The weather in Northern Alabama is admittedly more hospitable to camping. The humidity is lower (don’t even bother griping about the humidity here – I’ve been to Nicaragua in August), and at night, the temperature actually stands a chance of dropping below 85 degrees. There are still big checkmarks beside the boxes for biting bugs and snakes, however, plus coyotes seem well-represented up here.

There are, I suppose, a few events that could be made more fun by camping. I could get a really early start at the really awesome Tyrolean Traverse in Desoto Falls State Park. I could make it to some caves in Tennessee that local grotto members start exploring at ungodly times on Saturdays. Heck, I might even find myself at Bonnaroo next year.

I hope it doesn’t sound like I’m talking myself into camping. My love for indoor plumbing supercedes many adventure possibilities. You’ve got more selling to do, North Alabama.

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I’m planning a trip to New York City and I am PSYCHED. People who grow up in the rural South usually have one of three reactions to urban life:

  • They are annoyed by crowded sidewalks, brutal traffic and the intricate layout of city streets.
  • They are terrified by the city’s sheer vibrancy.
  • They fall in love with said sheer vibrancy and begin plotting their way to a high-rise office and studio walkup.

I’ve loved city life since moving to the Mississippi Gulf Coast in the early 1980s. My family’s home was an easy 20 minutes from the Louisiana state line, which was a mere 40 minutes from downtown New Orleans.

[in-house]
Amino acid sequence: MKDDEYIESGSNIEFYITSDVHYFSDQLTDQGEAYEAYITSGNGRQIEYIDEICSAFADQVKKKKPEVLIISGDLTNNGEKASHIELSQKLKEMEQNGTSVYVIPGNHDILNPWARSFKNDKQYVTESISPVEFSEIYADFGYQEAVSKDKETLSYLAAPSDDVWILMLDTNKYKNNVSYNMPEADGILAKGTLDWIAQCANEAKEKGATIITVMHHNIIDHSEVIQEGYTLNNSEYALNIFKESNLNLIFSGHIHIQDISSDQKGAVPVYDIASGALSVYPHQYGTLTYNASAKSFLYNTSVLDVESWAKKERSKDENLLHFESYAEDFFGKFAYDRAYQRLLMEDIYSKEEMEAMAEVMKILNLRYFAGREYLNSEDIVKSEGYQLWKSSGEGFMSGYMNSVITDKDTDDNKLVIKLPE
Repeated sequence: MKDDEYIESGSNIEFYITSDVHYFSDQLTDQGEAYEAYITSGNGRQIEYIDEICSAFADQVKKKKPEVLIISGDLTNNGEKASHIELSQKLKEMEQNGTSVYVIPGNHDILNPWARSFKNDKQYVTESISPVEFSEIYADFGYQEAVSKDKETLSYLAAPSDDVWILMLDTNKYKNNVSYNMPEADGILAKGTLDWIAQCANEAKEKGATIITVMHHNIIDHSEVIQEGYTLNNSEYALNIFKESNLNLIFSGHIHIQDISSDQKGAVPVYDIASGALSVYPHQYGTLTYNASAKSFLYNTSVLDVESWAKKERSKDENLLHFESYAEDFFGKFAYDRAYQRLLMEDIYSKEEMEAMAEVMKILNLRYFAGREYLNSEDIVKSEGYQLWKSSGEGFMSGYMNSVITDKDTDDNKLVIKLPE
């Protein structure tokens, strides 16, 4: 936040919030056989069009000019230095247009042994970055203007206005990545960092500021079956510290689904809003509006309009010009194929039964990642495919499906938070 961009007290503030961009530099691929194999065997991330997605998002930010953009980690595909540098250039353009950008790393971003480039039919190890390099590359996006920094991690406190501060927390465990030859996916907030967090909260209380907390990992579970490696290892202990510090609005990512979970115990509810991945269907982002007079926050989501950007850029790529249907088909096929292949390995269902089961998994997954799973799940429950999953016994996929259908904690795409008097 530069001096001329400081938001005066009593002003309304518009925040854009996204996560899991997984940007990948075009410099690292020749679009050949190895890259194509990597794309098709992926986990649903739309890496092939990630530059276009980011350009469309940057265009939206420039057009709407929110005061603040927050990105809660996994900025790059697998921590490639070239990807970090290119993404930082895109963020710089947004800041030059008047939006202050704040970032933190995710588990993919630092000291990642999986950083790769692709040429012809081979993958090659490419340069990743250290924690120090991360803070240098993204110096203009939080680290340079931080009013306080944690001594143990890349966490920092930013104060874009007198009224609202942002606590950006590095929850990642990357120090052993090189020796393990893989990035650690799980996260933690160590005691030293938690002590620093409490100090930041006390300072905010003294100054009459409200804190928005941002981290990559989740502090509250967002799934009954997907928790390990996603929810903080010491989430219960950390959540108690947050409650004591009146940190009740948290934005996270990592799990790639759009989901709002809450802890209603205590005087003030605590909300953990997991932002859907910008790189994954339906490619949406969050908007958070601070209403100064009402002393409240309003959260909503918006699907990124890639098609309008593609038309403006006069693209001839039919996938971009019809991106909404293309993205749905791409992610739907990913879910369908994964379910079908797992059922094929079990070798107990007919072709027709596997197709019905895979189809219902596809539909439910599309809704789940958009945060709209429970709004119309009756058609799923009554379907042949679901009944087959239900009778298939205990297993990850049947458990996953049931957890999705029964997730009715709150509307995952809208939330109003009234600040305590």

The Crescent City is a troublesome example, because it runs on its own rhythm. All cities do. But it introduced me to a world of close quarters, where strangers lived literally feet from one another, rode buses and streetcars, and many times, heaven forbid, WALKED. It was a world in which people ate dinner at 9 p.m., not 6 p.m., and they certainly didn’t call it “supper.”

It was a world of sophistication far removed from my home in Kiln, Mississippi, where I literally had to drive across a defunct cattle gap to get to school every morning.

I truly fell for city life when I was 21 and went to London for four weeks to take a World War II history class. I barely slept the entire time I was there because I didn’t want to miss a minute of action.

Between the Underground and an extremely well-run (read: on-time) system of buses, I could be anywhere in the city within a half hour. The crosswalks required traffic to come to a standstill for pedestrians to cross busy streets – and we’re not just talking crosswalks at red lights and stop signs.